Many parents may suspect that something is up, but for most the first suggestion that a child has “attentional needs” comes from school. It starts out simply enough; a phone call or email from your child’s teacher, or maybe the conversation at a parent-teacher conference turns to phrases like; “…doesn’t always think before he acts,” “…struggles to pay attention,” or “…can’t follow directions.” Words like “impulsive,” “inattentive,” and “hyperactive” are not far behind. While these phrases and words are relatively common in the lexicon of education, they can be heartbreaking to the parents of a first or second grader. Parents react in many ways; from tears to denial, anger to despair, from frantic Internet searches to (eventually) a visit to the pediatrician. It can be overwhelming to get and then accept a diagnosis of Attention Deficit Hyperactivity Disorder.
There are three types of Attention Deficit Hyperactivity Disorder. ADHD-Predominantly Inattentive Type is diagnosed when there are six or more symptoms of inattention (e.g., difficulty sustaining attention, often distracted by extraneous material) and less than six symptoms of hyperactivity or impulsiveness. ADHD – Predominantly Hyperactive-Impulsive Type is diagnosed when there are six or more symptoms of hyperactivity (e.g., fidgets with hands or feet, talks excessively) or impulsivity (e.g., often blurts out answers before questions have been completed) and less than six symptoms of inattention. ADHD – Combined Type is diagnosed when there are more than six symptoms in each category (inattention and hyperactivity-impulsivity). Symptoms must be present in at least two settings (e.g., school and home) and there must be evidence of some impairment before age 7. Essentially a problem in self regulation, ADHD can present significant challenges to a child’s ability to do well in school, make friends, and develop a positive sense of self.
Effective treatment of ADHD follows four interrelated pathways; medication, behavioral interventions, counseling, and executive functioning training.
- There are many more medications available to treat the core symptoms of ADHD (inattention, impulsiveness, hyperactivity) than can be listed here. Many physicians begin with a trial period to determine the most appropriate medication and dosage, as well as to monitor for side effects. While parental resistance to beginning a regimen of medication is perfectly understandable, it is important to appreciate that this is medicine that is generally effective in treating a real disorder. (If the diagnosis was diabetes, would there be any question about using insulin?) This is a conversation to have with your pediatrician or whoever is prescribing treatment for your child’s ADHD.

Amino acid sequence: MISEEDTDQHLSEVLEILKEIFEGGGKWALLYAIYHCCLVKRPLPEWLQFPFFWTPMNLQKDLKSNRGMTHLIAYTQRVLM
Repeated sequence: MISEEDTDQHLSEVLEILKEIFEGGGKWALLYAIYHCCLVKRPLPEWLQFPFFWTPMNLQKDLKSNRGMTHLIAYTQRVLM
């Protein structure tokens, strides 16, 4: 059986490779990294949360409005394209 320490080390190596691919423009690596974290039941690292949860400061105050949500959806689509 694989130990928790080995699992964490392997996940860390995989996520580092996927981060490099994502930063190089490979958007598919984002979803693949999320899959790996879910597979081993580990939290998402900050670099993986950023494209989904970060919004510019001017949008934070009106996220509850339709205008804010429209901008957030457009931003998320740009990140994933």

- Behavioral Interventions:
- Behavior plans have been very effective in reducing undesirable behaviors (e.g., blurting out in class) and increasing desirable behaviors (e.g., increased time attending in class). These plans generally involve an incentive/reward and can be developed for use in the classroom, at home, or both. Dr. Willis has years of experience in developing and implementing behavioral management plans.
- Part of any effective behavior plan is regular counseling with the child to review and record his/her progress. Additionally there are a number of social and emotional issues that may arise for a child with ADHD, such as adjusting to the diagnosis, developing better social skills, coping with academic difficulties, dealing with behavior and discipline problems, and developing a positive sense of self. Counseling may be provided in an individual, group, or family context. Counseling interventions are available through Pathways to Success in School.